In the run up to a pivotal moment in our country’s history, it’s only to be expected there will be a growing sense of urgency, political drama and blanket media and social media coverage. Brexit, with it’s all encompassing remit, is definitely living up to this.
Time is running out
Political jousting from all parties, including the now defunct UKIP, has been the norm since negotiations began last year, with new revelations taking the spotlight every week. Currently it’s Irish border backstop an issue which has been there from the beginning. With less than six months to go before Brexit, the fact that it remains unresolved speaks volumes about the enduring complexity of this situation in itself.
How do you solve a problem like the Irish border?
The Irish border has become controversial. Both the UK and the EU do not want a ‘hard border’ dividing the island of Ireland for obvious reasons – peace, freedom of movement and a lucrative trading relationship.
The Financial Times reported that Ireland has €65bn of annual trade with Britain. According to Parliament research papers, in 2016, the UK had a trade surplus of £12bn with Ireland – having a ‘hard border’ post Brexit may put a lot of this at stake.
Theresa May’s Chequers plan proposes a new all-UK customs union with the EU to take effect if no other solution can be found. Michel Barnier, the EU negotiator rejected this proposal on the basis it undermines the principles of the existing EU Customs Union.
To avoid a hard border, both sides need to agree a backstop in the event that an alternative longer term solution cannot be found.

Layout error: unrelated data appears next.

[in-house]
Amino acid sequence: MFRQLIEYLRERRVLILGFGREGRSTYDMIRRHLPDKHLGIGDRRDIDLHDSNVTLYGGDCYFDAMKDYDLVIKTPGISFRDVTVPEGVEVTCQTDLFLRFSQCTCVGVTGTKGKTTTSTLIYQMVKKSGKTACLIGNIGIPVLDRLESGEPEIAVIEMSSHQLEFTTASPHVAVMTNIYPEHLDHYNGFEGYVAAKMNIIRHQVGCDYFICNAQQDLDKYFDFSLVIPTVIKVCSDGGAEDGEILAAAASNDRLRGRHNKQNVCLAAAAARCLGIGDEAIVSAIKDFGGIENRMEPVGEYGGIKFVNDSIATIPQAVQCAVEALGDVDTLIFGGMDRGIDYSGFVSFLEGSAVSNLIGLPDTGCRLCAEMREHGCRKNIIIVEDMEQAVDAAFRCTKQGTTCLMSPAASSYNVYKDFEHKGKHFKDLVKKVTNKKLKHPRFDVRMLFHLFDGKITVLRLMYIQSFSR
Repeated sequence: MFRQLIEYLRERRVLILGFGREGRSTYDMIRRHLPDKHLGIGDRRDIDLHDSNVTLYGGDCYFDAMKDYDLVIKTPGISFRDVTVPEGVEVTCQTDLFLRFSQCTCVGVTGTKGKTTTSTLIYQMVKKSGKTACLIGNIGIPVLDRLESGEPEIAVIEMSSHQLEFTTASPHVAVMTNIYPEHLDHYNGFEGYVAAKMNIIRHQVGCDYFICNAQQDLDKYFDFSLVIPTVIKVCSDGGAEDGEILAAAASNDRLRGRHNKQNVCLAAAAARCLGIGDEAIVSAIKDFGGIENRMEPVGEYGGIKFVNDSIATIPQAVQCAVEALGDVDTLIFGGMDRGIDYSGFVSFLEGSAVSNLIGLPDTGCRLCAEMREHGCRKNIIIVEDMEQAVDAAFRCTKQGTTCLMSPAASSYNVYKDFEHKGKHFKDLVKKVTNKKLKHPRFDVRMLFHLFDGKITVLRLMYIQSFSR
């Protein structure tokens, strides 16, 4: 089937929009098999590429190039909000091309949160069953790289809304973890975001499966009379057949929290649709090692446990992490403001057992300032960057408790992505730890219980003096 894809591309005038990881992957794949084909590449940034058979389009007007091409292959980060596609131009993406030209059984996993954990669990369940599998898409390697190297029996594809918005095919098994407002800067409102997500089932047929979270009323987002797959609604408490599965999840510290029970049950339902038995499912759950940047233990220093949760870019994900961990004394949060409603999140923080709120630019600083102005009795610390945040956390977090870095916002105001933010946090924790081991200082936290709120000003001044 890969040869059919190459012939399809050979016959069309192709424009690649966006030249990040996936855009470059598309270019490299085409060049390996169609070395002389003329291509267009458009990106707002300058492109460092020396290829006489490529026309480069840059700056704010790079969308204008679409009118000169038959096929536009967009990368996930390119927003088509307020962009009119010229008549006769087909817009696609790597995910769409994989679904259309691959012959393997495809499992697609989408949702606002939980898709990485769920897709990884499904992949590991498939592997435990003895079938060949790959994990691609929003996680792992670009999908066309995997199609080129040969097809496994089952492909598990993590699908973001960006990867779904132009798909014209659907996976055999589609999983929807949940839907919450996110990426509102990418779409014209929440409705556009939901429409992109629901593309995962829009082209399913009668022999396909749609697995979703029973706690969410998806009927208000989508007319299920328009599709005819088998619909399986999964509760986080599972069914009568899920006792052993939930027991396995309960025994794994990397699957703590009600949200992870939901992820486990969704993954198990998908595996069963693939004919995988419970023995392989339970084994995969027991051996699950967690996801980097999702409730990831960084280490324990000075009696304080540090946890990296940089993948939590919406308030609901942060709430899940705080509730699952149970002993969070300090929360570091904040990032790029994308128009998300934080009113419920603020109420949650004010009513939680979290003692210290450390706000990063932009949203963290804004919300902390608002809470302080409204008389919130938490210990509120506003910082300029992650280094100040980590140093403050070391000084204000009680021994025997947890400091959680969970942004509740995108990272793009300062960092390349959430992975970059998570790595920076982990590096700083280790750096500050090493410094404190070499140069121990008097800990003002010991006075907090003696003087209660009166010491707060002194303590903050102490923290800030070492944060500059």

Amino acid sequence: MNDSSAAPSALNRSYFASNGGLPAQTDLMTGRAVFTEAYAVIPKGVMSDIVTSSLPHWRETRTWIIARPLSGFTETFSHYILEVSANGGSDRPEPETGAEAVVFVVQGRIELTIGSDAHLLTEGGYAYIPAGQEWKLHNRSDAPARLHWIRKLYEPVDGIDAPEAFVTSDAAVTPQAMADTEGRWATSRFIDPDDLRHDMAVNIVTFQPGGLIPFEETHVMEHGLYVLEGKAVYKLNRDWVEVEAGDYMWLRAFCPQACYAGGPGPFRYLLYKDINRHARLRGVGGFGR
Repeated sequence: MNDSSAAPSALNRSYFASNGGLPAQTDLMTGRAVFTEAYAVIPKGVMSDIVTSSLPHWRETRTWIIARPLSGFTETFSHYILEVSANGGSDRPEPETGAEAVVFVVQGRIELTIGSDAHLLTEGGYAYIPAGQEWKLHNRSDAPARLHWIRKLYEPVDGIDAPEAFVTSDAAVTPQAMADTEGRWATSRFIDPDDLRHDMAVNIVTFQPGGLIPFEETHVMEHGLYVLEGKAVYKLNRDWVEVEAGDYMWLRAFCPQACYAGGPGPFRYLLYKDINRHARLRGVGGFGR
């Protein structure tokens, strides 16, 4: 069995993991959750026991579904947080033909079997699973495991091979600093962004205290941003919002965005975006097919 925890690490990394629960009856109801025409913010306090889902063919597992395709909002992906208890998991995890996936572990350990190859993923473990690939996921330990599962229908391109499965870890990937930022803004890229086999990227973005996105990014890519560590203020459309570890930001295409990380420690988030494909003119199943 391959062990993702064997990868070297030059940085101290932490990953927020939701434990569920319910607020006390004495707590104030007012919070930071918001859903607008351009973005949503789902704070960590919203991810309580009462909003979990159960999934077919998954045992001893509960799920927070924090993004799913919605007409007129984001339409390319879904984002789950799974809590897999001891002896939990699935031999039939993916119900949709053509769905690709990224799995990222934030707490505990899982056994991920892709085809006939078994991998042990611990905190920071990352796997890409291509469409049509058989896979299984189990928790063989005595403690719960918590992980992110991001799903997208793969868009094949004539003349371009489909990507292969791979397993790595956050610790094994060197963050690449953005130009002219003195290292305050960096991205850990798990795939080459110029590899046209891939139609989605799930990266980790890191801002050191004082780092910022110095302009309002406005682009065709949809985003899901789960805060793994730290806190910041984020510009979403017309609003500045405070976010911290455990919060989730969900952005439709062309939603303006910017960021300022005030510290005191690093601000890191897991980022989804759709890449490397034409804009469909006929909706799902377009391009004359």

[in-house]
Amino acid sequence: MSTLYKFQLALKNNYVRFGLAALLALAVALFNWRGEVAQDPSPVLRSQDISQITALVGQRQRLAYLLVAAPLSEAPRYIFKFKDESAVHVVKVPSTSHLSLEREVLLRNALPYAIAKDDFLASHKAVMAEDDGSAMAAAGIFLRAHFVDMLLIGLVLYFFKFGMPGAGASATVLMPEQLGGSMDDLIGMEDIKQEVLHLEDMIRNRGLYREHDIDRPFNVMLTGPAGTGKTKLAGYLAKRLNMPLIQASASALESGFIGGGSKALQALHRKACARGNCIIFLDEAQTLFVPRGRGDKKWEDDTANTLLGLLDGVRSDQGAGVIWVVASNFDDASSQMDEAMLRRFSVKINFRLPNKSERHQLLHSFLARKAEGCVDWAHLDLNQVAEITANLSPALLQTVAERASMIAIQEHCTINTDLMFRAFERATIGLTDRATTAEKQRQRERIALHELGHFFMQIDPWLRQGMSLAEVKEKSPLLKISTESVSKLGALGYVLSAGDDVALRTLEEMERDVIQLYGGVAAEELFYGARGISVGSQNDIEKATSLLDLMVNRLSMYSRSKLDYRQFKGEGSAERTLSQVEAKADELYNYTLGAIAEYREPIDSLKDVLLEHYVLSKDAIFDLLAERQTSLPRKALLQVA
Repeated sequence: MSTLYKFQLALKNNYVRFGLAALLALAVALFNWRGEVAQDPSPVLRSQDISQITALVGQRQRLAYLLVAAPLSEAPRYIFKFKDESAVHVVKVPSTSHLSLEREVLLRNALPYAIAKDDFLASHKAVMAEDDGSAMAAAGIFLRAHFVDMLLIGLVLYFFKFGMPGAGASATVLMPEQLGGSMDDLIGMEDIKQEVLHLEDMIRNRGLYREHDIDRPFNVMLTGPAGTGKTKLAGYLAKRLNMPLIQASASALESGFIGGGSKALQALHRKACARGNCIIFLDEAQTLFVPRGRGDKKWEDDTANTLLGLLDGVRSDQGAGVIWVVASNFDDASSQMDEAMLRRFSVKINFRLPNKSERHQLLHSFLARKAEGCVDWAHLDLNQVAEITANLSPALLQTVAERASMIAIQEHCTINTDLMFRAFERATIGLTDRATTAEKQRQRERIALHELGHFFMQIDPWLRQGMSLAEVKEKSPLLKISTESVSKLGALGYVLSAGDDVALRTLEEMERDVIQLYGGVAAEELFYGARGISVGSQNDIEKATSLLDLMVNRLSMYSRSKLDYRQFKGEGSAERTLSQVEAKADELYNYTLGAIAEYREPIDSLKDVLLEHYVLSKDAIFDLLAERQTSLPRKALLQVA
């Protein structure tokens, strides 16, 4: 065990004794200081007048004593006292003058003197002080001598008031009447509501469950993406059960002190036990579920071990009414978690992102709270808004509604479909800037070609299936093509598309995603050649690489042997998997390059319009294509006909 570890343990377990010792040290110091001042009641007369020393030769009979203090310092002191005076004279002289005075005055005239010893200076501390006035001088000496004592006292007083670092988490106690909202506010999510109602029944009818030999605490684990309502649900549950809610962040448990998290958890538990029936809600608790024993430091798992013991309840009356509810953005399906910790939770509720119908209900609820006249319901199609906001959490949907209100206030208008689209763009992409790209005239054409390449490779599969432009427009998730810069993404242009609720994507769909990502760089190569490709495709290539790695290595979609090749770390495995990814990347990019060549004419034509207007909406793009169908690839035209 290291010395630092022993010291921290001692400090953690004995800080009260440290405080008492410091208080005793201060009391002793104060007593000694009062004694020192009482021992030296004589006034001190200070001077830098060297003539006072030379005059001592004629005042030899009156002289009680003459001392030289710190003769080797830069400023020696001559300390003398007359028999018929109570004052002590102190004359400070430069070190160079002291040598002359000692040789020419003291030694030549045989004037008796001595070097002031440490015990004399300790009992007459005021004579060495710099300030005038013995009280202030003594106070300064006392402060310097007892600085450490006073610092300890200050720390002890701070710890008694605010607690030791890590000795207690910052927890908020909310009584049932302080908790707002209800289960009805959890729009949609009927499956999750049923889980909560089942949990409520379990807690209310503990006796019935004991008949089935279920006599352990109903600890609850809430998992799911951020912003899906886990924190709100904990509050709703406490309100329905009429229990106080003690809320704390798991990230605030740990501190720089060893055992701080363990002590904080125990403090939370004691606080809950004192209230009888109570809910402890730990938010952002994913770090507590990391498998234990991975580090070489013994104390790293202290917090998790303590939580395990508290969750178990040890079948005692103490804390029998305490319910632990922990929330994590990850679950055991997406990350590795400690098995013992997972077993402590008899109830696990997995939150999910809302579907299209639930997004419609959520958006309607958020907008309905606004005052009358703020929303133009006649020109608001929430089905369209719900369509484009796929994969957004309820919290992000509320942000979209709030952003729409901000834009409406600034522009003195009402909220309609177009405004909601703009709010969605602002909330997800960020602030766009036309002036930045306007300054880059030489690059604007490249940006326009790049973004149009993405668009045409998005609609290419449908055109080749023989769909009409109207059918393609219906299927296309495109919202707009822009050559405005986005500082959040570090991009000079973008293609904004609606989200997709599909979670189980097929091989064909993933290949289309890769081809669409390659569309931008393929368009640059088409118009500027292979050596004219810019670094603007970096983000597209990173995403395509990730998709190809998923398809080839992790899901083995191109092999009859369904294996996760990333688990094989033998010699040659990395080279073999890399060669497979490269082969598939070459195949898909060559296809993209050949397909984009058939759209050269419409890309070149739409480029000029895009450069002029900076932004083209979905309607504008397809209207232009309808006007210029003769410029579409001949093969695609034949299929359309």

The longer term solution
The complexities of border trading have come into sharp focus. Both sides have put forward numerous proposals ranging. From staying in the Customs Union, to performing the customs checks away from the border, to technological solutions as suggested by the Chancellor of the Exchequer.
Is Blockchain the way to solve this complex issue? This emerging technology underpins cryptocurrency transactions and offers a transparent and immutable record of the movement of goods from start to finish. This has great potential to enable an easy and objective way of applying checks and taxes for goods between the UK and the EU and removing/minimising the need for custom checks at or away from the border.
Throwing in some ‘Smart Contracts’ into the mix (which are essentially codes in the Blockchain that executes an action when pre-defined conditions are met), we may have the future of an invisible customs border. But how far into the future are we talking about?
Too much too soon?
In an ideal world, this technology will be easily and readily accessible and maintained by all parties and businesses on either side. But in reality, we are more than an 18-month transition period away from widespread understanding and application of Blockchain.
The flaws in the ability of Blockchain to solve the border issue have been argued by many. It’s an incredibly uneven playing field too. Small to medium sized businesses may find it less accessible than larger firms, and as it is not yet a globally accepted and trusted technology there will be resistance due to a lack of understanding and the necessary regulations required to ensure it is robust.
While Blockchain does not address some of the key political questions of whose Rule Book will be applied in Northern Ireland and to what extent it applies to the rest of the UK, there is potential but not in the short term.
So, how do you solve a problem like the Irish border?
While all bets are off right now, and that may change in the immediate future, the race is on.